Matt Stultz

Matt Stultz

Matt is a community organizer and founder of both 3D Printing Providence and HackPittsburgh. He's a professional software developer which helps fuel his passion for being a Maker!

Latest from Matt Stultz

formlabs_tough_3d_printer_resin_3

Formlabs has been steadily releasing new materials that each provide a new property to their users. Now, Formlabs has added a new resin to join Clear, Flexible, and Castable: Tough. Read more »

BladeFront

Traditional methods for building cars are full of wasted materials and wasted energy. 3D printing offers a greater level of customization along with the ability to easily make complicated parts. The team from Divergent Microfactories set forth to use the power of 3D printing to help make a car — and... Read more »

MMShifter

There are very few things that will fire-up the creative minds of the world like a good movie. This summer’s hit, Mad Max: Fury Road, is proving to be full of inspiration to at least a few Makers out there. Here are seven designs inspired by the movie that you... Read more »

5 axis cnc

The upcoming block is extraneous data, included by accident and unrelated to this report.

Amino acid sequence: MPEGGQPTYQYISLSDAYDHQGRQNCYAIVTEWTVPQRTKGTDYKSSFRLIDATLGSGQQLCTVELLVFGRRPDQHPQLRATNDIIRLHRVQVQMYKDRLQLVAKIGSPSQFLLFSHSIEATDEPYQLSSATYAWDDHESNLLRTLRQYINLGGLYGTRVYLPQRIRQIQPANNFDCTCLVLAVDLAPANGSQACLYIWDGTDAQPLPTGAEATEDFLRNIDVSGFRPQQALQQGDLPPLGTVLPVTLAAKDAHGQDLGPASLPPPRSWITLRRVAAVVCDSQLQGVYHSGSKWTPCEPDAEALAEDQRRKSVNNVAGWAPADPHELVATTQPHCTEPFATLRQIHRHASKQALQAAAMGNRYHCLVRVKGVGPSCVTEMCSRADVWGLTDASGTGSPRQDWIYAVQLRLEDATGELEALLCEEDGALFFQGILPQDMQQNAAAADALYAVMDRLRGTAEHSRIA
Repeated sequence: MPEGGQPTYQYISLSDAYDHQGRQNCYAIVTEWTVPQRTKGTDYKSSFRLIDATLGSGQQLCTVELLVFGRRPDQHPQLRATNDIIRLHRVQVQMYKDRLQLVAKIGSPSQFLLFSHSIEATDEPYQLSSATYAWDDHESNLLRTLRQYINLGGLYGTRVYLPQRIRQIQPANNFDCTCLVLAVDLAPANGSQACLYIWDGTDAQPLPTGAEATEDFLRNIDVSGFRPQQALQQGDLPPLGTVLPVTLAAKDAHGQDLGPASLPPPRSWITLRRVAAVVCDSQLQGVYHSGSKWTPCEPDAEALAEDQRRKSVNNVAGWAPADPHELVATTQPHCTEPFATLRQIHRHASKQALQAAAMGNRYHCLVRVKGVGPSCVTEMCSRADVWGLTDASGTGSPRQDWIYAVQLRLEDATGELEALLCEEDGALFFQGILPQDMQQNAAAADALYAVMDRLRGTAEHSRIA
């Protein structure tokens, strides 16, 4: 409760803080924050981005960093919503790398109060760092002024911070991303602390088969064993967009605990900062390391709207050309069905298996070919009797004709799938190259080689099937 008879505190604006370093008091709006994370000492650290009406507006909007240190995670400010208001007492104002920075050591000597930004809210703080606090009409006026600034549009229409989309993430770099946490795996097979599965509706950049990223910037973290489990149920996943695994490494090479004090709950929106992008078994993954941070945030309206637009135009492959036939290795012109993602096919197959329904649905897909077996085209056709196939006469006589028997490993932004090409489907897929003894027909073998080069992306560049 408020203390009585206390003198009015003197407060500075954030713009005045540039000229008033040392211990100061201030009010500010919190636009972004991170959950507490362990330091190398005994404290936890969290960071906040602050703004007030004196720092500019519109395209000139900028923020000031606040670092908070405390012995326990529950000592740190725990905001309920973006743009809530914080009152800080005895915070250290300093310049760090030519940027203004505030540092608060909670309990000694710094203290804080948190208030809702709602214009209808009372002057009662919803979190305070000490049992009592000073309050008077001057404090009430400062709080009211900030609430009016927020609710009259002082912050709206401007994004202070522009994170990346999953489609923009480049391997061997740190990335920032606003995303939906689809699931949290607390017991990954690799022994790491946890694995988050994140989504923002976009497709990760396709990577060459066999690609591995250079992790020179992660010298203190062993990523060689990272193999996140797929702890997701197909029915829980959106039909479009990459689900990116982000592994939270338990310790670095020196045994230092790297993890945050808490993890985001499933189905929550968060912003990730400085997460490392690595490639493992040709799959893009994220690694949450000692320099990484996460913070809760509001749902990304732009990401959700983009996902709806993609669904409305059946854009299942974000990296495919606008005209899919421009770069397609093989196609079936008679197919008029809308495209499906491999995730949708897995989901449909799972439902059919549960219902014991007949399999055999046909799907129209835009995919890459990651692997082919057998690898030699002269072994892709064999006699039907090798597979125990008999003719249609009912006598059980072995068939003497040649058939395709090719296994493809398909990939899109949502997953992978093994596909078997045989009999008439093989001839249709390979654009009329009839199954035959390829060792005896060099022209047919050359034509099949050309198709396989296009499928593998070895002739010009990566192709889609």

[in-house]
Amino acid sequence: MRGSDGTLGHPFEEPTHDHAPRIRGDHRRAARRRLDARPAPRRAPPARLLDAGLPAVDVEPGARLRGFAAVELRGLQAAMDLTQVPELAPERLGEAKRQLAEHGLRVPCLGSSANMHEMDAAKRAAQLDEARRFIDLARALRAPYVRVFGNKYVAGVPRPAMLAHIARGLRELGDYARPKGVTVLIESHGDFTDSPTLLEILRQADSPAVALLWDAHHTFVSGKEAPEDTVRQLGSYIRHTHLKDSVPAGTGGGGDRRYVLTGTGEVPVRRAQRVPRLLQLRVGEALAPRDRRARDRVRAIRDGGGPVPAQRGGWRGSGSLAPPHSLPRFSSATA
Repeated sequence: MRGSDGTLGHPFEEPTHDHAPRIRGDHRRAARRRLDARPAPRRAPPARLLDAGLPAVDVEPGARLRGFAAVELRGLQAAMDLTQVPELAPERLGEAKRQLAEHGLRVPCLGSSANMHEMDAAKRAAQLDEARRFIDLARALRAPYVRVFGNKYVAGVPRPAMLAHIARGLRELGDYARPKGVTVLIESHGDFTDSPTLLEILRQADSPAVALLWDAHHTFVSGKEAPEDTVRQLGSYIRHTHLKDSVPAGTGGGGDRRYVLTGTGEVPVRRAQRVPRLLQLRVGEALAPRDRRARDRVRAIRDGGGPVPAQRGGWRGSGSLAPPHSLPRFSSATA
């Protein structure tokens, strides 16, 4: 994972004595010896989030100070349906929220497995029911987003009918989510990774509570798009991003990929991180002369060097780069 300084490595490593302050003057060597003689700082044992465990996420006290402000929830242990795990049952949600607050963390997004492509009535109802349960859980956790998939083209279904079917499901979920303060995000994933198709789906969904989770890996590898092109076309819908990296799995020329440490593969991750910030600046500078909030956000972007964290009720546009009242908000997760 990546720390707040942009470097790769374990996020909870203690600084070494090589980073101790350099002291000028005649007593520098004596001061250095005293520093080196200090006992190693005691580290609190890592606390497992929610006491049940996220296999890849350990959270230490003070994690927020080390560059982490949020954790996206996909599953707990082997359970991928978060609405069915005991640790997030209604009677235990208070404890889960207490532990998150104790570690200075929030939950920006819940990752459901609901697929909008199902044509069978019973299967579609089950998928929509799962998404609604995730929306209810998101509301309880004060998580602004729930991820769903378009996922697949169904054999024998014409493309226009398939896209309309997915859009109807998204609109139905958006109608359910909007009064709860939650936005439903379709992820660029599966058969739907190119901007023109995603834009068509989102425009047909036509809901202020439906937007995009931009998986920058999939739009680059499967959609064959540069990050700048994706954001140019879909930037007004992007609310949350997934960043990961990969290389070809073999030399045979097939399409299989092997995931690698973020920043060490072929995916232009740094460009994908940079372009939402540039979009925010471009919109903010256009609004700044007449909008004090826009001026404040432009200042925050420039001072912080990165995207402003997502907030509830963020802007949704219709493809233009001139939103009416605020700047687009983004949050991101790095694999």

Every time I come back from a Maker Faire someone asks me what my favorite thing was that I saw there. At World Maker Faire 2013, that was an easy question to answer, the Pocket NC 5 Axis CNC. The possibilities of what could be made with a desktop 5... Read more »

ABB Arms Print A Scale Bridge Model

As more people become familiar with 3D printing and the ways additive manufacturing can change how things are made, new ideas and applications continue to emerge. While printing toys and cell phone cases can be fun, these are not world-changing applications. A team in Amsterdam, Netherlands MX3D, is preparing to... Read more »

Adabot

Over the first few years of their existence, Makerbot leveraged their community and the bourgeoning open source hardware movement to make their name synonymous with desktop 3D printing. What Kleenex is to facial tissue or Scotch is to cellophane tape, Makerbot has come to be for 3D printing. But then came a... Read more »

LegoDLP

Most 3D printers need complex motion systems to draw out the pattern of the object being printed. FDM (Fused Deposition Modeling) printers need rigid x/y stages; SLA (Stereolithography) printers use galvanometers to move their laser around; but DLP (Digital Light Processing) printers don’t need any of these — they flash an entire layer at... Read more »